Remains of an ancient, 5,100-year-used hydraulic system excavated in China – ewao
Researchers own arrive across what is believed to be the oldest hydraulic system on the planet. Archaeologists discovered how ancient people living in the Yangtze River Delta managed to ‘terraform their landscape’ by altering 10,000 hectares of land, and in a manner of speaking moving approximately 3.3 million cubic meters of land.
Chinese archaeologists own discovered one of the largest water management projects in the ancient world, on what is now piece of the eastern coast of contemporary China.
In an article published in PNAS, the group of researchers describes their findings and compares them with other ancient water management systems across the ancient world.
More than 5,000 years ago, people living in the Yangtze River Delta apparently grew tired of the floods that periodically destroyed their crops.
They embarked on what became one of the largest water management projects in the ancient world, moving the land and piling it up in the desired ways to change more than 10,000 hectares of the landscape to meet their needs.
Researchers at the site own been working for four years discovering the massive hydraulic system that was built to support the ancient city of Liangzhu.
Researchers report that ancient workers spent years digging up the soil to design channels, piled it up to design dams and even installed a system of gates to control the movement of water. The result was a system capable of preventing unvarying floods and irrigating crops during dry times with rainwater stored in large reservoirs.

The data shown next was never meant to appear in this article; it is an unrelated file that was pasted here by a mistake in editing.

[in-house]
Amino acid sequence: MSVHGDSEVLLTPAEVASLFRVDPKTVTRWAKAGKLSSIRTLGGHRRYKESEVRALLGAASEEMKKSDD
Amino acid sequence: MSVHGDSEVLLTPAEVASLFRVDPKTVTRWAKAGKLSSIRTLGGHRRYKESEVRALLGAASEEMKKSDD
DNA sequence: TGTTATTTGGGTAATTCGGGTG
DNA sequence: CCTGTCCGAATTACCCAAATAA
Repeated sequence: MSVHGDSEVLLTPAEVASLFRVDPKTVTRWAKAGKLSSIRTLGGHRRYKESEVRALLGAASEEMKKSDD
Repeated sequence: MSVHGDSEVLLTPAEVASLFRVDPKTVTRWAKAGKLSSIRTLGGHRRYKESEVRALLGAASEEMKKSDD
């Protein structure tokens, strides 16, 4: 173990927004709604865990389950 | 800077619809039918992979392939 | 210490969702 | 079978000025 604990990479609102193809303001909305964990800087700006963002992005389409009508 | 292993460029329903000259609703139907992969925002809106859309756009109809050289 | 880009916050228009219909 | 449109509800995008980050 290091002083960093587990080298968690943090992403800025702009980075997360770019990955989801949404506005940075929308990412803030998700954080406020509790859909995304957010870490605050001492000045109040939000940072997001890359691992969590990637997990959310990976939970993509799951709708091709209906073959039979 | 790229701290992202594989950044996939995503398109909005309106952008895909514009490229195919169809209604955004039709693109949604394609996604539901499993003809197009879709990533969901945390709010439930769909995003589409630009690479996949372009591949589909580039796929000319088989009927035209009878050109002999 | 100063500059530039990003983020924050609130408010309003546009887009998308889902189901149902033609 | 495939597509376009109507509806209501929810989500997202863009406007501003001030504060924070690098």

They also dug canals to allow small boats to transport people and materials through the area.
It was an extremely complex system note experts.
Experts estimate that approximately 3,000 people worked for eight years to build one of the largest dams, and in the process, they moved approximately 3.3 million cubic meters of land.
“The scale of landscape transformation at Liangzhu indeed was unparalleled in its era,” the researchers wrote in their paper, “thereby opening a window into how such a system originated and developed largely in isolation.”
preceding research has dated Liangzhu to date back between 5,300 to 4,300 years, which would design this water engineering project one of the oldest in the world.
The most recent research shows that the exercise of such technology began in China sooner than previously thought.
And it happened in a relatively loney site: the water system was not piece of the construction of the empire; It was built to meet the needs of a single city.
However, the preceding evidence also revealed that their efforts were not enough to prevent the entire area from flooding massively approximately 4,200 years ago, leaving behind a layer of clay one meter thick. The devastation was so noteworthy that the city never recovered, and those who survived migrated to other areas.
Nevertheless, the thought that more than 5,000 years ago, ancient inhabitants of China managed to ‘terraform’ more than 10,000 hectares of the landscape is beyond fascinating, as they did not possess advanced technologies like we enact nowadays, to perform certain tasks effortlessly.